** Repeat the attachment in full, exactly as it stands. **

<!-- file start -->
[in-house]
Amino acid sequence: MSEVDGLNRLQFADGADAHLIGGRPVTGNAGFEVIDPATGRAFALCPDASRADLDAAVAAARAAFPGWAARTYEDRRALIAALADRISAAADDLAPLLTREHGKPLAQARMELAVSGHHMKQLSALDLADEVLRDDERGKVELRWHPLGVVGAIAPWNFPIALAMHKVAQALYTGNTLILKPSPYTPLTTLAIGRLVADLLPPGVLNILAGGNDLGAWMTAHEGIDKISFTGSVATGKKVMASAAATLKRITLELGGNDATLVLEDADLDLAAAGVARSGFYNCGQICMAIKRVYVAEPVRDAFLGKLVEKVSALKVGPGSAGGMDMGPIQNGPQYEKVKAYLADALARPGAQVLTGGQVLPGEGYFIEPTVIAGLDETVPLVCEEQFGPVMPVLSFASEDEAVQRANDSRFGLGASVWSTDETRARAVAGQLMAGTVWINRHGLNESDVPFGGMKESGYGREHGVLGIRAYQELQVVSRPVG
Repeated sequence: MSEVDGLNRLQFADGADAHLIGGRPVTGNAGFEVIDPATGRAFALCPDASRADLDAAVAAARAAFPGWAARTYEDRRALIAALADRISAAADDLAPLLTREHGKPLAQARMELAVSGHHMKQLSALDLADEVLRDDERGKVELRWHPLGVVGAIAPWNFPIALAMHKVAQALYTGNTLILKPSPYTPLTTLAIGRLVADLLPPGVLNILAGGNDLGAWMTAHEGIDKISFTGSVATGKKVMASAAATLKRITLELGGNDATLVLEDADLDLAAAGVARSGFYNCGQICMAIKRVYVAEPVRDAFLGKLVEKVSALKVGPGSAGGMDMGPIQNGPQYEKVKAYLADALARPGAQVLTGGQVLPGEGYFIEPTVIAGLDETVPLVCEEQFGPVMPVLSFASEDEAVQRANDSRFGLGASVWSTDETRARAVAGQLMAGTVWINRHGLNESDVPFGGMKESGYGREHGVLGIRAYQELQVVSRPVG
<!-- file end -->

[in-house]
Amino acid sequence: MSEVDGLNRLQFADGADAHLIGGRPVTGNAGFEVIDPATGRAFALCPDASRADLDAAVAAARAAFPGWAARTYEDRRALIAALADRISAAADDLAPLLTREHGKPLAQARMELAVSGHHMKQLSALDLADEVLRDDERGKVELRWHPLGVVGAIAPWNFPIALAMHKVAQALYTGNTLILKPSPYTPLTTLAIGRLVADLLPPGVLNILAGGNDLGAWMTAHEGIDKISFTGSVATGKKVMASAAATLKRITLELGGNDATLVLEDADLDLAAAGVARSGFYNCGQICMAIKRVYVAEPVRDAFLGKLVEKVSALKVGPGSAGGMDMGPIQNGPQYEKVKAYLADALARPGAQVLTGGQVLPGEGYFIEPTVIAGLDETVPLVCEEQFGPVMPVLSFASEDEAVQRANDSRFGLGASVWSTDETRARAVAGQLMAGTVWINRHGLNESDVPFGGMKESGYGREHGVLGIRAYQELQVVSRPVG
Repeated sequence: MSEVDGLNRLQFADGADAHLIGGRPVTGNAGFEVIDPATGRAFALCPDASRADLDAAVAAARAAFPGWAARTYEDRRALIAALADRISAAADDLAPLLTREHGKPLAQARMELAVSGHHMKQLSALDLADEVLRDDERGKVELRWHPLGVVGAIAPWNFPIALAMHKVAQALYTGNTLILKPSPYTPLTTLAIGRLVADLLPPGVLNILAGGNDLGAWMTAHEGIDKISFTGSVATGKKVMASAAATLKRITLELGGNDATLVLEDADLDLAAAGVARSGFYNCGQICMAIKRVYVAEPVRDAFLGKLVEKVSALKVGPGSAGGMDMGPIQNGPQYEKVKAYLADALARPGAQVLTGGQVLPGEGYFIEPTVIAGLDETVPLVCEEQFGPVMPVLSFASEDEAVQRANDSRFGLGASVWSTDETRARAVAGQLMAGTVWINRHGLNESDVPFGGMKESGYGREHGVLGIRAYQELQVVSRPVG